MULTI-PURPOSE CASH ASSISTANCE BRING RELIEF TO FAMILIES AFFECTED CONFLICTS IN SOMALIA
Fawsiya* was born and raised in Las-Anod town. She was married and lived with her three children and husband in the town. She worked as a domestic worker while her husband worked as a construction worker. They used to earn enough to support their family and pay for their children’sMadrasa fees.
However, their peaceful life was disrupted when fighting broke out in Las-Anod. Fawsiya* and her family fled from their home and left everything behind. They travelled to Galkaio in central Somalia, where they had some relatives who offered them a temporary shelter in one of IDPs camps.
Fawsiya* and her family faced many challenges in Galkaio. They had to adapt to the new environment, not knowing many people and without any source of income. They also had to cope with the trauma of leaving their home, losing their livelihoods, and witnessing violence. Fawsiya*'s relatives helped her with some basic needs but could not afford to support them for long.
Fortunately, Fawsiya* was selected as one of the beneficiaries of the European Union ECHO funded Multi-Purpose Cash Assistance (MPCA), implemented by Save the children through the Somali Cash Consortium. The project aimed to provide cash assistance to the most vulnerable households affected by conflict and displacement in Somalia. Fawsiya* received monthly cash transfers of 90 US dollars for three consecutive months.
Fawsiya* used the cash relief to cover the basic needs of her family. She bought the cash with food, clothes, and other essentials. She also used portion of the cash to pay for her children's education at the Quranic School, where they continued to learn.
Fawsiya* is grateful for the opportunity that save the children and European Union gave her. She says that the cash relief has made a big difference in her life and her family's well-being. She hopes that one day the conflict will be resolved, and she will be able to return to her home in Las-Anod and rebuild it.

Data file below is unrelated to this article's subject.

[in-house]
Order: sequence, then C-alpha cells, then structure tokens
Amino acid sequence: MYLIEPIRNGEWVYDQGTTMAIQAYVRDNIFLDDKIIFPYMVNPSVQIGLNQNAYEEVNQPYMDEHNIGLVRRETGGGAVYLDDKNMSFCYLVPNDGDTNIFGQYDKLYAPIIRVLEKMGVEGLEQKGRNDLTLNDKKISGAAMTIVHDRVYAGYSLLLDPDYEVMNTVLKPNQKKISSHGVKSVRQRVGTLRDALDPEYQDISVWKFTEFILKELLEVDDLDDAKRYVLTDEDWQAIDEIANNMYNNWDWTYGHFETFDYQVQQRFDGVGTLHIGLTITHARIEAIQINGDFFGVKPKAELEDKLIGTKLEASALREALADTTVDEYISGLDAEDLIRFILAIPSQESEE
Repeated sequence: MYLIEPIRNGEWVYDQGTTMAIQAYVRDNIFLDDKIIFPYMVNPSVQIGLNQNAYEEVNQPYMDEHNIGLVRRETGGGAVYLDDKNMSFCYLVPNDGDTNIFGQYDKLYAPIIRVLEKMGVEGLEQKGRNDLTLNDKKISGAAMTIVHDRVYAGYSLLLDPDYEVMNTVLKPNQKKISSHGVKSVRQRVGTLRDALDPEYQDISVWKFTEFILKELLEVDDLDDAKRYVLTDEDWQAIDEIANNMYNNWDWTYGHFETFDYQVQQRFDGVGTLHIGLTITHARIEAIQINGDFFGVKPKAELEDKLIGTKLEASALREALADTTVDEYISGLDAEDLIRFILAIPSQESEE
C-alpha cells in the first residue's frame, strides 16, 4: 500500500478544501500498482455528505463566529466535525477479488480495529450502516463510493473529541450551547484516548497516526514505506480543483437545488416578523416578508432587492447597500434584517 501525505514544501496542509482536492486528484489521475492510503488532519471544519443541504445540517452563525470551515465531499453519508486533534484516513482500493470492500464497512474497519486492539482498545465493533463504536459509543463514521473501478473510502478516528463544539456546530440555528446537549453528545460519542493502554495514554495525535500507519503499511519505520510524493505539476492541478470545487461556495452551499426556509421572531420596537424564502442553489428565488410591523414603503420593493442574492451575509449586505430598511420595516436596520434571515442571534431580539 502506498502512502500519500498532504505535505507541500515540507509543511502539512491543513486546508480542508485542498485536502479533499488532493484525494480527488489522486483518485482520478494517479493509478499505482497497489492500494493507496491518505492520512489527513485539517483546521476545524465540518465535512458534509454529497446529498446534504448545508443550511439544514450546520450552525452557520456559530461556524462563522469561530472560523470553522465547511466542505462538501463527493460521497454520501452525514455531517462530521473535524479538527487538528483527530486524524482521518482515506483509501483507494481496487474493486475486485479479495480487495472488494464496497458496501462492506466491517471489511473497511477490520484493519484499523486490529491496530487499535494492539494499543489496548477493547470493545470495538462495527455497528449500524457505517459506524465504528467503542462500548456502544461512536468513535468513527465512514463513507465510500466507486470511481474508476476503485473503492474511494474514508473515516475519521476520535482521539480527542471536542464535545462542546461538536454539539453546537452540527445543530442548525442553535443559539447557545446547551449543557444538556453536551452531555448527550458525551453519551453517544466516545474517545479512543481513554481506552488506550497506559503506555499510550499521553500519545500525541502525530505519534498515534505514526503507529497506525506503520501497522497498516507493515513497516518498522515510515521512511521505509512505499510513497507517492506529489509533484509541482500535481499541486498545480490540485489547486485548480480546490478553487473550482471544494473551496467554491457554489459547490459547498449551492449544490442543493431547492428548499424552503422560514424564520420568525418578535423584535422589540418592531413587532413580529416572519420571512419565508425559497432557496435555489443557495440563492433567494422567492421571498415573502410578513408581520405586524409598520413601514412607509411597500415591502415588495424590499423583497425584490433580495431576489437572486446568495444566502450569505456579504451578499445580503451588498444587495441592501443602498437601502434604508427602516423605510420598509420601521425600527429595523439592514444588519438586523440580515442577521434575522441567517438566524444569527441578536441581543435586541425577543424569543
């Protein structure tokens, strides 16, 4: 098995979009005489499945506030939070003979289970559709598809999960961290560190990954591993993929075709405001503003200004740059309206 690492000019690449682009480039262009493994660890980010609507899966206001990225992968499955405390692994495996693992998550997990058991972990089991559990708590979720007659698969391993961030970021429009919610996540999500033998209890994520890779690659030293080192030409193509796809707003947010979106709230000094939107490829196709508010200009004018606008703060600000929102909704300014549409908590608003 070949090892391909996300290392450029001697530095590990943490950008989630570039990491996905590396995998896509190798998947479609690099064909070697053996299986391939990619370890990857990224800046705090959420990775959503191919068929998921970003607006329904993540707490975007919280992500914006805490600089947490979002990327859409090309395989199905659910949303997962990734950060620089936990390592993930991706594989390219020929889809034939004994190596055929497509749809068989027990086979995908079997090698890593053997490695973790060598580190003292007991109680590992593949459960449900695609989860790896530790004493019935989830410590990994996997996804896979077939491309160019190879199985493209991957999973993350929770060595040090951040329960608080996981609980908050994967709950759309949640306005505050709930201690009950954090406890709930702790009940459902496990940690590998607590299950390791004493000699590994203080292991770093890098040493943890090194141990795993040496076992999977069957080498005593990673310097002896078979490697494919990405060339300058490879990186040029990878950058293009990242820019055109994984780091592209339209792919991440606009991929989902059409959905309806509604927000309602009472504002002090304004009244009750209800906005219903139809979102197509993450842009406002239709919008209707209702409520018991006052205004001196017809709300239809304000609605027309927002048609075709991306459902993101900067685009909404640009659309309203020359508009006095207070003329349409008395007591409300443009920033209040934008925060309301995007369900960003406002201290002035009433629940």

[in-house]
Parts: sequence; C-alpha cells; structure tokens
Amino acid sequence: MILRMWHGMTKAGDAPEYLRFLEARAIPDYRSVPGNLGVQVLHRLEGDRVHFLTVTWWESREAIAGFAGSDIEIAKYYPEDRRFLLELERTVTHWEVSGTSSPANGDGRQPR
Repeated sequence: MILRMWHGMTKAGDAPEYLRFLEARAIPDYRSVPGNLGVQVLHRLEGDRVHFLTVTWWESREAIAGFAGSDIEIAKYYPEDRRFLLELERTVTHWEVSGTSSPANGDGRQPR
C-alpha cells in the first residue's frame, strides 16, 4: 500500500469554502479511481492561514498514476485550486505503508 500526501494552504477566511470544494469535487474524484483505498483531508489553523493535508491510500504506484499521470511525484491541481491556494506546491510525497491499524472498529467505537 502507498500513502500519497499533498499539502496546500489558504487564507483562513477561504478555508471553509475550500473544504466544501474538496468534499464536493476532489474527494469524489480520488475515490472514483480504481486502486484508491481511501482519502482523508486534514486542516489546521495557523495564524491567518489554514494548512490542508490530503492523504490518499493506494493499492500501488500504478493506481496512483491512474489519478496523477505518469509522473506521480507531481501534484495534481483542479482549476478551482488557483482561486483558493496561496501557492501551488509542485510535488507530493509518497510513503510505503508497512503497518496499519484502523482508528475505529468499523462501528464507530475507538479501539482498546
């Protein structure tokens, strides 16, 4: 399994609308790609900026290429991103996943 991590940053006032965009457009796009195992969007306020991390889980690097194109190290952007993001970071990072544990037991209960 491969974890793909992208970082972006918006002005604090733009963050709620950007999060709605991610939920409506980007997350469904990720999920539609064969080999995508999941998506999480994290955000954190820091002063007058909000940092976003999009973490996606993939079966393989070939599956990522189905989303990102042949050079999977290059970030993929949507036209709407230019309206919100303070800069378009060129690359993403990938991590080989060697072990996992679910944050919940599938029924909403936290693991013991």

‘‘My name is Fawsiya* and I am 29 years old. I am a mother of three children, two boys and one girl. My family used to live in Las-Anod, where I was born and raised.
We managed to make a living in Las-Anod, living a comfortable life, and surrounded by close family members. I worked as a domestic worker and did laundry while my husband worked in the construction. My children went to a nearby Madrasa and learn their religion.
Then, the conflict broke out in Las-Anod, and we were forced to flee from our home like most people in the city. I had some relatives in Galkaio, so we decided to move there. Upon arriving in Galkaio, my relatives gave us a temporary house located in one of the camps for internally displaced people.
My family and I started a new life in there with the help of my relatives. Some of our relatives tried to help us with the basic needs, but that was barely enough. My husband and I were still jobless and still hardly managing settling in and adopting with the memories of the war.
Fortunately, we were selected as one of the families benefiting from a cash program. We started receiving 90 US dollars for three months. I was grateful for this cash relief, which has helped my family survive and provided us with basic needs for us in transitioning time that we were going through.
With the amount we received, we were able to use the cash relief to buy food, clothes, and pay for my children’s education.
I feel hopeful for the future and this cash transfer has given me the ability to provide for my family and invest in our future and has helped my family to survive and improve our living conditions.
I hope that the conflict will end soon so that we can return to our hometown and continue living like we were used to.’’
Background / Project information
ECHO project is targeting Galkaio and Kalabayr district in Sool and Mudug regions with unconditional Cash Transfers (UCT) that selling productive poor and displacement affected households access food and other basic needs, including water, medicine, shelter and access to basic services such as healthcare and education, while at the same time preventing HHs from resorting to negative coping mechanisms such as limiting the number of meals a day or selling productive assets.